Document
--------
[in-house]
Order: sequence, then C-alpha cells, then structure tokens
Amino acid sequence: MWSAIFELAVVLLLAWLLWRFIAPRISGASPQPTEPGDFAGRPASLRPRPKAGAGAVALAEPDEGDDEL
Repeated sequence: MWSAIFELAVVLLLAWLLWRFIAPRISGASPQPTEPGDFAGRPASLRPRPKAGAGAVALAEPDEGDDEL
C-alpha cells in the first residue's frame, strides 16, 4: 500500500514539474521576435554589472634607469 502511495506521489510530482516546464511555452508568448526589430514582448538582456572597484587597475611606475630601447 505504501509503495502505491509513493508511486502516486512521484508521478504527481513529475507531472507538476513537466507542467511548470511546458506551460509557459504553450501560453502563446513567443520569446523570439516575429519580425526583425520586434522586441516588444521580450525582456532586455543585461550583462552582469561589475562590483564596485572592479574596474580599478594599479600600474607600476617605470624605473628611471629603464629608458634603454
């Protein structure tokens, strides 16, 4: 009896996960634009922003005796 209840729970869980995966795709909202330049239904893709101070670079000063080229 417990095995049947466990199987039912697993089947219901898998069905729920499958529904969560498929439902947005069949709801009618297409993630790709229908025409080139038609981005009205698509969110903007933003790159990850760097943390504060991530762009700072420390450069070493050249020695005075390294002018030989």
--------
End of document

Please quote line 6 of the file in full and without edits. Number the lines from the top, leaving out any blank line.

């Protein structure tokens, strides 16, 4: 009896996960634009922003005796 209840729970869980995966795709909202330049239904893709101070670079000063080229 417990095995049947466990199987039912697993089947219901898998069905729920499958529904969560498929439902947005069949709801009618297409993630790709229908025409080139038609981005009205698509969110903007933003790159990850760097943390504060991530762009700072420390450069070493050249020695005075390294002018030989």